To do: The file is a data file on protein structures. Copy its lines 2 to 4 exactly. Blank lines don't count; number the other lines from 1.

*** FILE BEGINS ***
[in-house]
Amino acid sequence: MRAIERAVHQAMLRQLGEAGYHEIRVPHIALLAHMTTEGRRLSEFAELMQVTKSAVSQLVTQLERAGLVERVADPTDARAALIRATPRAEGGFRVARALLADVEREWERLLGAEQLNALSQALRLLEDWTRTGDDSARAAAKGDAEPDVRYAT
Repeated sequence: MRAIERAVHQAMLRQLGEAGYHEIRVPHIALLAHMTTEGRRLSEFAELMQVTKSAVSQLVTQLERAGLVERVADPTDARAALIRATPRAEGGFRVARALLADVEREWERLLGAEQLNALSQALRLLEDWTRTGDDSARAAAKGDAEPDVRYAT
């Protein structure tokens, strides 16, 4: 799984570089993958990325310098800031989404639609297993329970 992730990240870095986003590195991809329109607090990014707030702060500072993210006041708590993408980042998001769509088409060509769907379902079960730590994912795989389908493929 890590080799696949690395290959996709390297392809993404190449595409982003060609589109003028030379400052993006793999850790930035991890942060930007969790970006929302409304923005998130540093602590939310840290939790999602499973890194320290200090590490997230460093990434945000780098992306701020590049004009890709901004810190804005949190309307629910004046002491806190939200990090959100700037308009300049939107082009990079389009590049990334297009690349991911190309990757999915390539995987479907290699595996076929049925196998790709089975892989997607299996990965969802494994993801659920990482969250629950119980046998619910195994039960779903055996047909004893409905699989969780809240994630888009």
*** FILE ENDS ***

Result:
Amino acid sequence: MRAIERAVHQAMLRQLGEAGYHEIRVPHIALLAHMTTEGRRLSEFAELMQVTKSAVSQLVTQLERAGLVERVADPTDARAALIRATPRAEGGFRVARALLADVEREWERLLGAEQLNALSQALRLLEDWTRTGDDSARAAAKGDAEPDVRYAT
Repeated sequence: MRAIERAVHQAMLRQLGEAGYHEIRVPHIALLAHMTTEGRRLSEFAELMQVTKSAVSQLVTQLERAGLVERVADPTDARAALIRATPRAEGGFRVARALLADVEREWERLLGAEQLNALSQALRLLEDWTRTGDDSARAAAKGDAEPDVRYAT
């Protein structure tokens, strides 16, 4: 799984570089993958990325310098800031989404639609297993329970 992730990240870095986003590195991809329109607090990014707030702060500072993210006041708590993408980042998001769509088409060509769907379902079960730590994912795989389908493929 890590080799696949690395290959996709390297392809993404190449595409982003060609589109003028030379400052993006793999850790930035991890942060930007969790970006929302409304923005998130540093602590939310840290939790999602499973890194320290200090590490997230460093990434945000780098992306701020590049004009890709901004810190804005949190309307629910004046002491806190939200990090959100700037308009300049939107082009990079389009590049990334297009690349991911190309990757999915390539995987479907290699595996076929049925196998790709089975892989997607299996990965969802494994993801659920990482969250629950119980046998619910195994039960779903055996047909004893409905699989969780809240994630888009």